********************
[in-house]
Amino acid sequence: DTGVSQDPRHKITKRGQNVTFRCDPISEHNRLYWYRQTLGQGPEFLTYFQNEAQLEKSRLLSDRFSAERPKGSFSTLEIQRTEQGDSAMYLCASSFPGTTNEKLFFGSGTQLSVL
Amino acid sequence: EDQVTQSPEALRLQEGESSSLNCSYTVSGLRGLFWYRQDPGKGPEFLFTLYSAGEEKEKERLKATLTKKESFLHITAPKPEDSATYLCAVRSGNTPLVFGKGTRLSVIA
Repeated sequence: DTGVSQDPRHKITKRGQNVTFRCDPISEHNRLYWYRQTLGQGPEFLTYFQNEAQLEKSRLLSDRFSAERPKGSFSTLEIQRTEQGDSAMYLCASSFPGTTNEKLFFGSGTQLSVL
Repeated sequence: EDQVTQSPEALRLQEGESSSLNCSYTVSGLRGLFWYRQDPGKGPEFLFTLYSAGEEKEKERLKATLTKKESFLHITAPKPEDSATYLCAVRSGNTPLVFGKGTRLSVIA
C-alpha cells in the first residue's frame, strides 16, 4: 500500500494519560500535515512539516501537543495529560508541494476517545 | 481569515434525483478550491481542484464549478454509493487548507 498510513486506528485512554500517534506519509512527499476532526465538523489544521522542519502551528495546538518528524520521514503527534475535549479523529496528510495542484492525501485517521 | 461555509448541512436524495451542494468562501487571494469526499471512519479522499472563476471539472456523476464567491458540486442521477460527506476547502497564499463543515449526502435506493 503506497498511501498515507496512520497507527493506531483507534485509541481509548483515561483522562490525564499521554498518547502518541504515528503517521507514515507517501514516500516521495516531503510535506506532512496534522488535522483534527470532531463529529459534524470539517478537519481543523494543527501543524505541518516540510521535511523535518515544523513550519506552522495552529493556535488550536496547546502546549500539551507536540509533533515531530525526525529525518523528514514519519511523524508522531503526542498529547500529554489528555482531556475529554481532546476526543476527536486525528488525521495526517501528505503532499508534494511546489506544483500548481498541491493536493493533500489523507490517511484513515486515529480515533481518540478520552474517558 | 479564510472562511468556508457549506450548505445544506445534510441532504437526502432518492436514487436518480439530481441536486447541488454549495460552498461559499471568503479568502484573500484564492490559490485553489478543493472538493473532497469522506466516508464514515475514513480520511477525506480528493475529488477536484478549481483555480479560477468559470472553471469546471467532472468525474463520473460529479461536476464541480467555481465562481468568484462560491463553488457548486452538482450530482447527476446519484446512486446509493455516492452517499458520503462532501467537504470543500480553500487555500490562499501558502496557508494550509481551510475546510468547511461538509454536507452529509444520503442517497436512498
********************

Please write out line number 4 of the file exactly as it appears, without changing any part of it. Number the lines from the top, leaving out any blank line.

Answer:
Repeated sequence: DTGVSQDPRHKITKRGQNVTFRCDPISEHNRLYWYRQTLGQGPEFLTYFQNEAQLEKSRLLSDRFSAERPKGSFSTLEIQRTEQGDSAMYLCASSFPGTTNEKLFFGSGTQLSVL